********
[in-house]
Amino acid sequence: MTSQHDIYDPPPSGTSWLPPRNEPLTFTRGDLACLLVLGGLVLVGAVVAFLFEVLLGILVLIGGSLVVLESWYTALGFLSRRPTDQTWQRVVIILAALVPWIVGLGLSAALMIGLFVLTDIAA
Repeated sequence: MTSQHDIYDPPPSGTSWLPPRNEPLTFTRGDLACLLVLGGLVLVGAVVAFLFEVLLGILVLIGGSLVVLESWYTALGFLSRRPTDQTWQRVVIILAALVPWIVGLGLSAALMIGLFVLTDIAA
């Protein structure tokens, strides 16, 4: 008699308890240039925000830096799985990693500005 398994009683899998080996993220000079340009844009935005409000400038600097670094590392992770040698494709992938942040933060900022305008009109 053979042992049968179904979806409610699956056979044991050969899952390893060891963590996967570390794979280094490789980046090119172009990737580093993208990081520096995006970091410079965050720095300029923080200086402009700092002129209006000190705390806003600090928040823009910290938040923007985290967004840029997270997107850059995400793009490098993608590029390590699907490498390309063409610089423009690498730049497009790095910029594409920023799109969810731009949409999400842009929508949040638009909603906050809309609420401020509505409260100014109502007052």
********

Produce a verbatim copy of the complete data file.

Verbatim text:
[in-house]
Amino acid sequence: MTSQHDIYDPPPSGTSWLPPRNEPLTFTRGDLACLLVLGGLVLVGAVVAFLFEVLLGILVLIGGSLVVLESWYTALGFLSRRPTDQTWQRVVIILAALVPWIVGLGLSAALMIGLFVLTDIAA
Repeated sequence: MTSQHDIYDPPPSGTSWLPPRNEPLTFTRGDLACLLVLGGLVLVGAVVAFLFEVLLGILVLIGGSLVVLESWYTALGFLSRRPTDQTWQRVVIILAALVPWIVGLGLSAALMIGLFVLTDIAA
């Protein structure tokens, strides 16, 4: 008699308890240039925000830096799985990693500005 398994009683899998080996993220000079340009844009935005409000400038600097670094590392992770040698494709992938942040933060900022305008009109 053979042992049968179904979806409610699956056979044991050969899952390893060891963590996967570390794979280094490789980046090119172009990737580093993208990081520096995006970091410079965050720095300029923080200086402009700092002129209006000190705390806003600090928040823009910290938040923007985290967004840029997270997107850059995400793009490098993608590029390590699907490498390309063409610089423009690498730049497009790095910029594409920023799109969810731009949409999400842009929508949040638009909603906050809309609420401020509505409260100014109502007052």